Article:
9. 79 Stat. 1282, 1289, 29 U.S.C. § 34(a) (Supp. 1, 1965).


11. 79 Stat. 1282, 1291, 29 U.S.C. § 37(a) (Supp. I, 1965).

12. Ibid.

13. Ibid.

14. Ibid.

15. Joint Resolution, 63 Stat. 409 (1949).

16. 79 Stat. 1282, 1294. 29 U.S.C. § 38 (Supp I, 1965).

17. H.R. Rep. No. 432, 89 Cong., 1st Sess. (1965).

18. Id. at 2.

19. 1964 U S. Dep’t of Health, Educ. & Welfare. Ann. Rep. 327-29.

20. Id. at 329.

21. Id. at 330, 331.

22. Cal. Stats. 1919, ch. 183, Cal. Educ, Code, ch. 10.5.

23. Cal. Educ. Code § 6977.

24. Cal. Educ. Code § 6971.

25. Cal. Educ. Code § 6209.

26. Cal. Educ. Code § 6201-08.

27. 70 Stat. 807, 849 (1956), 42 U.S.C. § 1201, 1351 (1964).

28. 76 Stat. 172 (1962), 42 U.S.C. §§ 303, 1201 1351 (1964).

29. 49 Stat. 645 (1935), as amended, 42 U.S.C. §§ 1201-06 (1964), as amended by 79 Stat. 286, 42 U.S.C. §§ 1201-06 (Supp. 1, 1965); 64 Stat. 555 (1950), as amended, 42 U.S.C. §§ 1351-55 (1964), as amended by 79 Stat. 286, 42 U.S.C. §§ 1202, 1382 (Supp. 1. 1965); 76 Stat. 197 (1962), 42 U.S.C. §§ 1381-85 (1964).

30. 79 Stat. 286, 418 (1965), 42 U.S.C. §§ 1201 (blind), 1351 (disabled) (Supp. 1, 1965).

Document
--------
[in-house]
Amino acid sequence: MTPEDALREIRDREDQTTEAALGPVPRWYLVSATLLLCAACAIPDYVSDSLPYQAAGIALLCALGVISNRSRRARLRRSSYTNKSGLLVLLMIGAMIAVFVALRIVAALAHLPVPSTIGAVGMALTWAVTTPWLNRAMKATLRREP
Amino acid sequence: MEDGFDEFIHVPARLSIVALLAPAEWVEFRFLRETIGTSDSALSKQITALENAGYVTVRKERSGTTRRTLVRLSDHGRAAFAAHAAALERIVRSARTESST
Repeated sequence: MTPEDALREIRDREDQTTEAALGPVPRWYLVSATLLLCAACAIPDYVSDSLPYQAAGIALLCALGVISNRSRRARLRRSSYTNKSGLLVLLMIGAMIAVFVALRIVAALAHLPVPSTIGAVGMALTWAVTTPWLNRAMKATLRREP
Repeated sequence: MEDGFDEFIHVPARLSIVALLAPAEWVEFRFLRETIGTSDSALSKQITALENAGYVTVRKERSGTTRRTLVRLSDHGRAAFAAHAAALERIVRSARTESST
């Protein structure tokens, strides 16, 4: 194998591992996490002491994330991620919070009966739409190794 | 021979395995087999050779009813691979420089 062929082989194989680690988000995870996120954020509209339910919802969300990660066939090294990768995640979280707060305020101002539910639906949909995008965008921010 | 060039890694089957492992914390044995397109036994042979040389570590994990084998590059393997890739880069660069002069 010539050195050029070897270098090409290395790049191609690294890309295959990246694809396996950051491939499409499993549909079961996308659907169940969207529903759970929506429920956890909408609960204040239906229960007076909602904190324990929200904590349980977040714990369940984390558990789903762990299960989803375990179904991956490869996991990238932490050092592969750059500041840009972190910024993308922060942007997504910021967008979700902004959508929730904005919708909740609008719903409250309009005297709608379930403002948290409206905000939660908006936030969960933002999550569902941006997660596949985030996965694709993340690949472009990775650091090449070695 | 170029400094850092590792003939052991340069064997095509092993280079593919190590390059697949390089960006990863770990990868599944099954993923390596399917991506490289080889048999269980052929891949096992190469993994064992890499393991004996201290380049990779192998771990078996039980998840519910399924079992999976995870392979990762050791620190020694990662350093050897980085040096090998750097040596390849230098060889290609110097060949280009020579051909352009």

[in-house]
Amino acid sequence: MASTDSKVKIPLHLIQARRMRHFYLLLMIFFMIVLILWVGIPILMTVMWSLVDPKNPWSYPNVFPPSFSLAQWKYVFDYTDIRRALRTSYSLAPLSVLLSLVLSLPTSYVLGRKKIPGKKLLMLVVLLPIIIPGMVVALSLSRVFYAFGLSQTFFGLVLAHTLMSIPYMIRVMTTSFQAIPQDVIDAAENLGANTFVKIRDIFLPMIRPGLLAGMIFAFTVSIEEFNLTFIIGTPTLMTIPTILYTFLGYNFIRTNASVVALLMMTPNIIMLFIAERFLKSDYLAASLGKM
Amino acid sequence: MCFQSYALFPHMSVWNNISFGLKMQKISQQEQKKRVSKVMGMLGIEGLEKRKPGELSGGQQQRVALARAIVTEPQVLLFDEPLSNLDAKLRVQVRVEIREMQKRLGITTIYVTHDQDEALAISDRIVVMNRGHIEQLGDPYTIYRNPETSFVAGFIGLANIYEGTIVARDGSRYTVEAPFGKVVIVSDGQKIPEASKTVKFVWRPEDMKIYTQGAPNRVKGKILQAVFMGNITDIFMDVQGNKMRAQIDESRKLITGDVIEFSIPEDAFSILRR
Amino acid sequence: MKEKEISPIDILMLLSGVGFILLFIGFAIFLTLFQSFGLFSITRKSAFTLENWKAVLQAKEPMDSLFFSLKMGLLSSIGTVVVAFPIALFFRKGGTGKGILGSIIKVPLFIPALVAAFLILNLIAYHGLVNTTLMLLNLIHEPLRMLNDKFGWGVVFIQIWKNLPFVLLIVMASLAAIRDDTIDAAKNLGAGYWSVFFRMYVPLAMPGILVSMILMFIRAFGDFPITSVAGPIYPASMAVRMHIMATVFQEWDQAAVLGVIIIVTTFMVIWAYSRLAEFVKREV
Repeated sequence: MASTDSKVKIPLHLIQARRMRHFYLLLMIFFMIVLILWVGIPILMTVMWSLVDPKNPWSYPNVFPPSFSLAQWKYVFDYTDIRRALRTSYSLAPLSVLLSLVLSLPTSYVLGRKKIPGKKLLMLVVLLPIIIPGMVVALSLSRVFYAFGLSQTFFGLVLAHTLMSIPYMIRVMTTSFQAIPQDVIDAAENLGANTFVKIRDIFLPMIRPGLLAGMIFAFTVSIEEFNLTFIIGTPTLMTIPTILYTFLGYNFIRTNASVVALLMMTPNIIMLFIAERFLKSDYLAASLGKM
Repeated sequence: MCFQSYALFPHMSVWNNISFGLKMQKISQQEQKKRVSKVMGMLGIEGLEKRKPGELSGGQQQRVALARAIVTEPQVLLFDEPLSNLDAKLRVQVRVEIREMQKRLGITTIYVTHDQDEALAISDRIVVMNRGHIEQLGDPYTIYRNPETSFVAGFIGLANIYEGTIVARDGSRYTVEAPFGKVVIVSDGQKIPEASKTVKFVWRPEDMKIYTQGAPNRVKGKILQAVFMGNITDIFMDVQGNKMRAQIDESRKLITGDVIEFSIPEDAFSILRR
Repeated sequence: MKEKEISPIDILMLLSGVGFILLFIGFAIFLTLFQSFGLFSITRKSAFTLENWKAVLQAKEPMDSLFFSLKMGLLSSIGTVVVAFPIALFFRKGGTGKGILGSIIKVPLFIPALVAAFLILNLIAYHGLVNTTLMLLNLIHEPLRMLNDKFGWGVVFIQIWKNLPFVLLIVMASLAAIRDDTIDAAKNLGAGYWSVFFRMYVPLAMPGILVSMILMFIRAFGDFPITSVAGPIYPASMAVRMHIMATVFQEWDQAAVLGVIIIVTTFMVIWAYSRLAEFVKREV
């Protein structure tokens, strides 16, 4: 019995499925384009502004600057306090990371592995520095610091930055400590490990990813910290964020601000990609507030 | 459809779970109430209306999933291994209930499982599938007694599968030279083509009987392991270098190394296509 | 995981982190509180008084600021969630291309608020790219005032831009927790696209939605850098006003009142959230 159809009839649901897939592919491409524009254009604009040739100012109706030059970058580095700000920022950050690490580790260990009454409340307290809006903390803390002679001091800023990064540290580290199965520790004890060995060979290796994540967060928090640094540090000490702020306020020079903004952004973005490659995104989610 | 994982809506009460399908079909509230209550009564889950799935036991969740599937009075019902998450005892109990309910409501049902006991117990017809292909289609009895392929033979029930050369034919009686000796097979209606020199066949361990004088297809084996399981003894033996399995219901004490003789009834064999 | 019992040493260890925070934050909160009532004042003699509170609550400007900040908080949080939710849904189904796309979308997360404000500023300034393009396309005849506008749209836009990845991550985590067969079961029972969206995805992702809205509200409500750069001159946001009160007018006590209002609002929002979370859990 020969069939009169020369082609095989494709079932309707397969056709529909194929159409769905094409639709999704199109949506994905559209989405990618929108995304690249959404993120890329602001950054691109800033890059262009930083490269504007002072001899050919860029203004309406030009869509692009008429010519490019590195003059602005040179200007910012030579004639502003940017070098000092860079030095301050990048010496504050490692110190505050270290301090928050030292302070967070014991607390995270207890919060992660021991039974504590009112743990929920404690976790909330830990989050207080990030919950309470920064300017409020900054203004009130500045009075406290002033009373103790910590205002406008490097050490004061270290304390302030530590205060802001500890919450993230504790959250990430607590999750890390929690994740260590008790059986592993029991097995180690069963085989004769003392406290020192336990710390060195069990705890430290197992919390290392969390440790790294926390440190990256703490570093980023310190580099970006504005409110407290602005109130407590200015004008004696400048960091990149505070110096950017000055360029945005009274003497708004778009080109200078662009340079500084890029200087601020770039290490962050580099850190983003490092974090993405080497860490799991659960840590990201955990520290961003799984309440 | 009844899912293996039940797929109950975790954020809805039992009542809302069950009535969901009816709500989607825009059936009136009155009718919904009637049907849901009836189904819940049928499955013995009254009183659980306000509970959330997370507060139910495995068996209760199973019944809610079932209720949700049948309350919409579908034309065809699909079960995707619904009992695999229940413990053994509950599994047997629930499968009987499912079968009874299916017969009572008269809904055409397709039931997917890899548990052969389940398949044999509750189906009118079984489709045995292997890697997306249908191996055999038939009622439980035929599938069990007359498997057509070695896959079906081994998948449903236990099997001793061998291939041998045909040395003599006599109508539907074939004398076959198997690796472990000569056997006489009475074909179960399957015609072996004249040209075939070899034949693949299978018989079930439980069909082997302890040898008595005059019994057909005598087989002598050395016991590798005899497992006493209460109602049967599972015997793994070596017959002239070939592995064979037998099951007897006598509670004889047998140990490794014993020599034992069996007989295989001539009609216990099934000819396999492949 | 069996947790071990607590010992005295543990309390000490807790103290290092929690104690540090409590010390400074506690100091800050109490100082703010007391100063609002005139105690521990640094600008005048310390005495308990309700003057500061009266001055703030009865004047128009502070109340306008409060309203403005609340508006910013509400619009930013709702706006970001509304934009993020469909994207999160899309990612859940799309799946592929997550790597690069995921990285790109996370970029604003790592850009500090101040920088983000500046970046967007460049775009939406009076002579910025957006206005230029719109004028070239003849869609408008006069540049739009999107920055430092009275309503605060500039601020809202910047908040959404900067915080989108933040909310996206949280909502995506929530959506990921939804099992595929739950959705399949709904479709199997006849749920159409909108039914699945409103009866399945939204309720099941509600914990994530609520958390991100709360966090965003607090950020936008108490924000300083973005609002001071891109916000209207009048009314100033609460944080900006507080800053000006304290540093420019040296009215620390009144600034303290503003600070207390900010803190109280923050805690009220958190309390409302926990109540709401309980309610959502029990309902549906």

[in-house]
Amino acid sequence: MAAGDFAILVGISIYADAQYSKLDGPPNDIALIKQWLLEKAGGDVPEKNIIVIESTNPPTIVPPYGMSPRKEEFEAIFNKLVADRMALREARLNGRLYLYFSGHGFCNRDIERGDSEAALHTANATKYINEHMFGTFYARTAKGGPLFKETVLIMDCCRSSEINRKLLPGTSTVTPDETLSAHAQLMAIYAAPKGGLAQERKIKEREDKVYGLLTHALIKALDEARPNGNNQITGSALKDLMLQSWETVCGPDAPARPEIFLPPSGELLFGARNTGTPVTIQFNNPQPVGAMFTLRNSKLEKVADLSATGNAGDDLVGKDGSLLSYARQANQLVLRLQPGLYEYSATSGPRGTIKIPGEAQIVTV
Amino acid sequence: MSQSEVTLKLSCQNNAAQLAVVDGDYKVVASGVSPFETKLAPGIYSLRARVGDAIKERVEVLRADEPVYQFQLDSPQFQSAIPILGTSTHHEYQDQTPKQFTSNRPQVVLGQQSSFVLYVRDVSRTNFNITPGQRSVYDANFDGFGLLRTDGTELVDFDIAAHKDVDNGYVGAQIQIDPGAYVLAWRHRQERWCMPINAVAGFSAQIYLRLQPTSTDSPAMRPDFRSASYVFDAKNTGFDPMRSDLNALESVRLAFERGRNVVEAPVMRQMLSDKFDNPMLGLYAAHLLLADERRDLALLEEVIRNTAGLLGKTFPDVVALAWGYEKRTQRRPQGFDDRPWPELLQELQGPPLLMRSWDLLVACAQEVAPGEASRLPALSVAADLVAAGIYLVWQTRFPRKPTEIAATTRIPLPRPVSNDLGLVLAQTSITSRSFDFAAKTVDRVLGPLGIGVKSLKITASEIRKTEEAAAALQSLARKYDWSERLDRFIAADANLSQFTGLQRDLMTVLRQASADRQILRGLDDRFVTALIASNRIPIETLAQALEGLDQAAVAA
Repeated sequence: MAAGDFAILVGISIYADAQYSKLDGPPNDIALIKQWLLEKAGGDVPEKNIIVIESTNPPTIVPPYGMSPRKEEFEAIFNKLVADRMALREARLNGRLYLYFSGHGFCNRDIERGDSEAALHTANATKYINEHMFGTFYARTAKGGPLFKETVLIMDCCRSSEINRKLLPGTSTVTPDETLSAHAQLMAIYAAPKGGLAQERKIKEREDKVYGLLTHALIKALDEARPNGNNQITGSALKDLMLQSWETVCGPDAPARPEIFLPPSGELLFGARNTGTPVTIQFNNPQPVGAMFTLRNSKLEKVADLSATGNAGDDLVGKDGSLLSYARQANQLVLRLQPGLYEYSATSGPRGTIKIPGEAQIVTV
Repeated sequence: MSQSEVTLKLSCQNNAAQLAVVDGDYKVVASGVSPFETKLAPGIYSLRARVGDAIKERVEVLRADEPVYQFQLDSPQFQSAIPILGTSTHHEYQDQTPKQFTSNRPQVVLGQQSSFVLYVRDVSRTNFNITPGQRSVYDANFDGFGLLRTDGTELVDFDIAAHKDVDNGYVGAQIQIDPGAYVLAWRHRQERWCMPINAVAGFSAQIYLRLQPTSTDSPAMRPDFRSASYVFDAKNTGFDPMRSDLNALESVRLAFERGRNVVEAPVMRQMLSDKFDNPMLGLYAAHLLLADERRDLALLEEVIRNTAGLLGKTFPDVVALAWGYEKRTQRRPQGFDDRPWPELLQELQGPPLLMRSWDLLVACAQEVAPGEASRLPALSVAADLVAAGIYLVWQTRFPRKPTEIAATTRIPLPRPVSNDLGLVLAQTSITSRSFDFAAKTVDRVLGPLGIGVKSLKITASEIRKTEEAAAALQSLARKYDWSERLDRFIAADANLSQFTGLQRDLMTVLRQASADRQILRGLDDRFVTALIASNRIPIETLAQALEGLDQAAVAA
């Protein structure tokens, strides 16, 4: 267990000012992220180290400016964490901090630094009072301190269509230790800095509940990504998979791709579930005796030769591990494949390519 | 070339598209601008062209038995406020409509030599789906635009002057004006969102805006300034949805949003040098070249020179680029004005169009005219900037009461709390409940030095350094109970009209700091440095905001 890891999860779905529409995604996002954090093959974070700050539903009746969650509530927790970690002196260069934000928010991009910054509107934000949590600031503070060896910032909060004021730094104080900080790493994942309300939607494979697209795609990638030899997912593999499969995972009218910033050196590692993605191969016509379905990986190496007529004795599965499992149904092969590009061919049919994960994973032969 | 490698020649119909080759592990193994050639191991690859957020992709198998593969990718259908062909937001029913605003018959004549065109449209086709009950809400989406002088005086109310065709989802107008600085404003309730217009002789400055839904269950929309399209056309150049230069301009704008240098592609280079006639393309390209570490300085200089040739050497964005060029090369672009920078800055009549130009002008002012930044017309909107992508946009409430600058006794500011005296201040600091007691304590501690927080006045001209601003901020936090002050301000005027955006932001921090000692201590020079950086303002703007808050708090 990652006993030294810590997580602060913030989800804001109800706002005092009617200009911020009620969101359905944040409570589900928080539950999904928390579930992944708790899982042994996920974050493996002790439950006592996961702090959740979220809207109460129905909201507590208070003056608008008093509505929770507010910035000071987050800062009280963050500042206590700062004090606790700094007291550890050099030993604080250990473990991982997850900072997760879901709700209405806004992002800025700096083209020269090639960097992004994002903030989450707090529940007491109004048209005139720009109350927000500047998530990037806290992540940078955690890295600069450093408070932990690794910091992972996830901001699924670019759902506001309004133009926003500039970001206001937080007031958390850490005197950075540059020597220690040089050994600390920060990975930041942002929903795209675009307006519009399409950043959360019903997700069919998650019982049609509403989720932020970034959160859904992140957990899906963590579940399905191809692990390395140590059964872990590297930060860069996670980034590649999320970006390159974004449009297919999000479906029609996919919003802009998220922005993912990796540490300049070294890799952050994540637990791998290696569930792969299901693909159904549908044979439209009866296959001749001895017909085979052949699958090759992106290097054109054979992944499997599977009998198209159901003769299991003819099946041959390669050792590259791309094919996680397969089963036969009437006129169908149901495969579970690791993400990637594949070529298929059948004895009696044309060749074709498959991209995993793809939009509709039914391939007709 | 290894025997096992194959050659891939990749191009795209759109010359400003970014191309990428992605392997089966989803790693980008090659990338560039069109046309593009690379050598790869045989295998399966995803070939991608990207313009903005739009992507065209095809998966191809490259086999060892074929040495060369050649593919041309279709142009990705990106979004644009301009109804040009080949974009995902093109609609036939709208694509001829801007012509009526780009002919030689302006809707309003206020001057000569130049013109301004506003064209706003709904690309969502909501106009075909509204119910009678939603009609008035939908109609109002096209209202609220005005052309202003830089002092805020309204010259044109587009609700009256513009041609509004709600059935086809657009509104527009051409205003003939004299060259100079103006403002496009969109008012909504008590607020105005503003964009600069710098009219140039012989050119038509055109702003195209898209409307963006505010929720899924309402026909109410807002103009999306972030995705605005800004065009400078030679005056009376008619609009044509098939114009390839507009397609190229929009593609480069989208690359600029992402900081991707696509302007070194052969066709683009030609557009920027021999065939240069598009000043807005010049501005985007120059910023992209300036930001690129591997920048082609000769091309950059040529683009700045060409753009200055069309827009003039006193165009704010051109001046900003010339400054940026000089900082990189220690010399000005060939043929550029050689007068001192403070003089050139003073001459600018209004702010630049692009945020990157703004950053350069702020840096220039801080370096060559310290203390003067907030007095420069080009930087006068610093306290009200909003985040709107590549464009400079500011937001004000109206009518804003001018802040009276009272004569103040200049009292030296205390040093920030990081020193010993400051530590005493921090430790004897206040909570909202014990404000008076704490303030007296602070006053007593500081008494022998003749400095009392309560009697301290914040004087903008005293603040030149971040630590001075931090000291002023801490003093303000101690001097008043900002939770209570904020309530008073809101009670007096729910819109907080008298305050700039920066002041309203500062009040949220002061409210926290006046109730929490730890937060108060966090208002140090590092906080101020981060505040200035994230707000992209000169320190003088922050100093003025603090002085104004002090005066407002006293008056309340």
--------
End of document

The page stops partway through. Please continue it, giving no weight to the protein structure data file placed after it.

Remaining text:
31. 53 Stat. 1397 (1939), as amended, 42 U.S.C § 1202 (Supp 1, 1965); 76 Stat. 172, 199 (1962), 42 U.S.C. § 1382 (1964).

32. S. Rep. No. 1589, 87th Cong, 2d Sess, 2,3, 17-18, 21 (1962); S. Rep. No. 1856, 86th Cong, 2d Sess. 52 (1960) ; S. Rep. No. 2133, 84th Cong., 2d Sess. 29 (1956).

33. 68 Stat. 1052, 1082 (1954), 42 U.S.C. § 422 (1964).

34. 22 Stat. 403 (1883), as amended, 5 U.S.C. § 633(2)9 (1964).

35. Cal. Stats., 1939, ch. 139, § 1 now contained in Cal. Gov't Code § 19701.

36. Idaho Code Ann. § 59-1025 (Supp. 1965); Mo. Stat. Ann. § 36.180 (Supp. 1965); Wis. Stat. Ann. §§ 63.32. 63.33 (Supp. 1965); N.Y. Civ. Serv. Law § 55 (Supp. 1965).

37. Cal. Educ. Code § 13125; Mass. Gen. Laws Ann., ch. 71, § 38G (Supp. 1965); N.Y. Educ. Law § 3004; 24 Pa. Stat. Ann, § 12-1209 (1959).

38. Cal. Bus. & Prof. Code § 9030.

39. Cal. Bus. & Prof. Code § 2631.

40. Cal. Bus. & Prof. Code §§ 1000-8.1.

41. For a review of these statutes see text accompanying notes 102-31 infra.

42. See, e.g., Cal. Educ. Code §§ 6821, 9354, 10651, 18060, 18060.2, 18102, 18103, 18106; Cal. Welfare & Inst'ns Code §§ 12800, 18600-870.

43. For a review of these statutes see text accompanying notes 69-102 infra.

44. For a review of these statutes see text accompanying notes 360-411 infra.

45. 78 Stat. 1003 (1964)

46. 29 Fed. Reg. 14051 (1964); 30 Fed. Reg. 12931 (1965).

47. Places of public accommodation are defined in some of the state acts in general terms; in others by specific listing. Utah's statute illustrates the former method; "All persons within the jurisdiction of this state are free and equal and are entitled to the full and equal accommodations, advantages, facilities, privileges, goods and services in all business establishments and in all places of public accommodation of every kind whatsoever . . . ." Utah Code Ann. § 13-7 1 to 13-7-4 (Supp. 1965); the ordinance of Rockville, Maryland, Ordinance 43-64, 1965, 9 Race Relations Rep. 1895 (1964-65), illustrates the exhaustive list method: